cost_per_1000_tokens = 0.06

    estimated_cost = (token_count / 1000) * cost_per_1000_tokens
    return estimated_cost

This function calculates the total number of tokens in your text, then multiplies that by the cost per token. The cost per token varies depending on the model, with gpt-3.5-turbo being cheaper than others. So remember to choose your model wisely!

That’s all for this topic! Now you can estimate the cost of your OpenAI requests without breaking a sweat.

Remember: Count your tokens, and save your pennies!

LLM Generic Function in LLM Model

What if ChatGPT is Down? 😱

In today’s digital landscape, thousands of tools, services, scripts, and courses, like this one, are built with the OpenAI API. These utilities leverage ChatGPT and GPT-4 or any other LLM model for AI text generation. Thus, it’s not simple to assume that OpenAI will shut down.

However, let’s hypothesize a scenario where OpenAI decides to close API access, impose strict conditions, or significantly increase the prices to a point where it becomes unaffordable for many. Would this course and others like it become obsolete in such a case? 

The answer is a simple NO!

Simple Solution!

To overcome such a potential problem, I have developed a script that can generate text using any Language Model, meaning we are not solely reliant on OpenAI.

This solution allows you to choose any API you want, or even use your own if you have one, to generate text. Let me demonstrate this in the following short video:

This flexible approach is not just a backup plan if ChatGPT stops working, but it also makes our tools and scripts more adaptable, letting everyone choose the language model that fits their needs best!

Here is the full script:

import openai
import nlpcloud
import cohere

You can add your own

def llm_generate_text(prompt,service,model):
    if service == 'OpenAI':
        generated_text = openai_generate(prompt,model)
    elif service == 'NlpCloud':
        generated_text = nlp_cloud_generate(prompt,model)
    elif service == 'Cohere':
        generated_text = cohere_generate(prompt,model)
    return generated_text

#Open AI Function
openai.api_key = "sk-beCoSmKAoAP60SFpjc4sdfkSL"
def openai_generate(user_prompt,selected_model):
    completion = openai.ChatCompletion.create(
            {"role": "user", "content": user_prompt}
    return completion.choices[0].message.content

#nlpCloud Function
nlp_cloud_key = "f1720b3bc2102ddf9"
def nlp_cloud_generate(user_prompt,selected_model):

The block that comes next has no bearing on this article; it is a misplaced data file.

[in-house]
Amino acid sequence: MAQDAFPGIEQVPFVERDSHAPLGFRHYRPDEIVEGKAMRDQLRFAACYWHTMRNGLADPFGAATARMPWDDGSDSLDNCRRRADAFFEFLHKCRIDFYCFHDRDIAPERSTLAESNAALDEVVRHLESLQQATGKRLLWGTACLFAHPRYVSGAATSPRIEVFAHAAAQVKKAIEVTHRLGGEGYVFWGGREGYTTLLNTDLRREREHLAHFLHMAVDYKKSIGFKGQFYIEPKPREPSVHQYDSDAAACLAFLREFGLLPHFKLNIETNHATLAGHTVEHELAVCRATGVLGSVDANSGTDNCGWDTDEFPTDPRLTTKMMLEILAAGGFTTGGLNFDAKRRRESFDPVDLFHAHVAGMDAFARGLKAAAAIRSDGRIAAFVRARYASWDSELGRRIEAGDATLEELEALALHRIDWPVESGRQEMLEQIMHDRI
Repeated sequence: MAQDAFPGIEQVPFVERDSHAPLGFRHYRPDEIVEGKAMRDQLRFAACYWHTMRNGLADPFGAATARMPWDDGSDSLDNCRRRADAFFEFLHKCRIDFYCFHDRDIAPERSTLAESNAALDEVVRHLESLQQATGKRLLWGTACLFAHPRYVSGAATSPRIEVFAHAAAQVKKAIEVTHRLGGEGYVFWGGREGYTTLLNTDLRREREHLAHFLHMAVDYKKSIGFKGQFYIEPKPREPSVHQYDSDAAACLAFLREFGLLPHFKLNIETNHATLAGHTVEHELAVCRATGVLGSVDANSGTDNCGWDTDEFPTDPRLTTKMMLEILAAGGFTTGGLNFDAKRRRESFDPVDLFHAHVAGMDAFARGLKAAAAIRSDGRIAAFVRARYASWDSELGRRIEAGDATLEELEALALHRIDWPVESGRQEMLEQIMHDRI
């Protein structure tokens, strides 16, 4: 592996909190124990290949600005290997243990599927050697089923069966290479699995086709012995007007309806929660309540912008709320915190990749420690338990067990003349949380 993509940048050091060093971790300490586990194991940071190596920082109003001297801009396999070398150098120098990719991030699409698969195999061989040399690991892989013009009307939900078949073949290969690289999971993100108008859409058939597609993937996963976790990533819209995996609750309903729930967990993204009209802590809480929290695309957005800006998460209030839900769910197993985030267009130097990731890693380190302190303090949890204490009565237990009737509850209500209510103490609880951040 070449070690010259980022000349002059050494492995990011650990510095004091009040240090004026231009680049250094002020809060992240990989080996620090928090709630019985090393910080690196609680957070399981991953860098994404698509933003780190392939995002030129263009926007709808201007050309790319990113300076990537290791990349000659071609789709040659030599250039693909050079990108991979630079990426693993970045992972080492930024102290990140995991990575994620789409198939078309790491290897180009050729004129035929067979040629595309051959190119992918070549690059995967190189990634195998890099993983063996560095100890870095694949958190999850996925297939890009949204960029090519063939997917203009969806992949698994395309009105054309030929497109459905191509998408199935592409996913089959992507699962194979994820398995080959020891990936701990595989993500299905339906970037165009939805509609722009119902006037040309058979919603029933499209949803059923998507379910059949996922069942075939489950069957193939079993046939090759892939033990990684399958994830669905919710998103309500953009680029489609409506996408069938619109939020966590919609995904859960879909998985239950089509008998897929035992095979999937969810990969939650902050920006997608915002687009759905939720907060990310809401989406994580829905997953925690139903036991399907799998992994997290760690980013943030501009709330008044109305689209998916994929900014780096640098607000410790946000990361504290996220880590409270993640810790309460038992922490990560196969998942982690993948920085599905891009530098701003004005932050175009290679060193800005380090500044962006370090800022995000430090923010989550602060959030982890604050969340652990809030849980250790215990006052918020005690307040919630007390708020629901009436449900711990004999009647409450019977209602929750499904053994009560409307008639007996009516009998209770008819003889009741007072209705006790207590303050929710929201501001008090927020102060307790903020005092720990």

client = nlpcloud.Client(selected_model, nlp_cloud_key, gpu=True, lang="en")
    result = client.generation(
    return result["generated_text"]

#Cohere API
cohere_api_key = "fk8B74dEf1DlsdzIGkA4lL"
def cohere_generate(user_prompt,selected_model):
    co = cohere.Client(cohere_api_key) # This is your trial API key
    response = co.generate(
    return response.generations[0].text

Prompt Templates

In this section, we will talk about a big bang: prompt templates.

Why big? Because prompt templates can significantly improve how you work with your AI model. And, believe me, that’s big! Let’s dive right in!

In this section, you will learn how to organize and use prompts easily in your Python script.

What are Prompt Templates?

Prompt templates are like skeletons for your prompts. They’re a predefined structure that you fill in with the specific details for each prompt.

For instance, if you’re asking a model to translate English to French, you could use a template like

"Translate the following English text to French: '{}'", and replace the '{}' with the text you want translated.

Why use templates? They ensure that your model gets the right context to understand what you’re asking.

Remember, AI models are a bit like toddlers: they need clear and consistent instructions! 🍼

Let’s Start

First, we are going to create a basic prompts structure. We are going to create a new Python script file called

let’s add our first prompts, and copy the following into the file.

twitter_thread_generator_prompt = """Act as if you're a social media expert.
Give me a 10 tweet thread about [{topic}].
The thread should be optimised for virality and contain hashtags and emoticons.
Each tweet should not exceed 280 characters in length."""

blog_bullet_summary_prompt = """\
In the following input, I am going to give you a text you should summarize 
for me a bullet points format.
I will give you a maximum and a minimum amount of bullet points
you should use for the summary.
I am also going to give you the text itself after that.
The language of the text you get should define in which language you write the summary.
For Example, if the text is German the summary should be in German too.
This goes for every language.While writing the summary 
I want you to remember the following information: When it comes to writing content,
two factors are crucial, "perplexity" and "burstiness."
Perplexity measures the complexity of text. Separately,
burstiness compares the variations of sentences.
Humans tend to write with great burstiness, for example,
with some longer or complex sentences alongside shorter sentences.
AI sentences tend to be more uniform. Therefore,
when writing the following content I am going to ask you to create,
I need it to have a good amount of perplexity and burstiness.
Keep that information in mind while writing.
Maximum: [{MaxPoints}], Minimum[{MinPoints}], Text: {InputText} """

As you can see, we added two prompts, one for creating Twitter threads and the other for summarizing a blog post.

How to use the prompts in our scripts?

I created a short video demonstrating how to import the into your script and use it with the text generation function we created earlier.

Here is the video: Watch Video

Organizing prompts into categories

As we saw in the video, we have a problem which is managing a large number of prompts in different categories. Let’s Solve this!

I will create a folder in our project called “prompt_templates

And inside this folder, I will create a Python script file for each category.

For now, we will create 3 categories to demonstrate this. And you can add as much as you want depending on your scenarios.

And I will move the prompts to the appropriate script files.

Now let’s do some magic and see how we access prompts easily from each file. 

Check out this video: Watch the Video

Prompt templates are important because they provide consistency and clarity, which can significantly improve the model’s responses. A good template makes you more likely to get the desired result.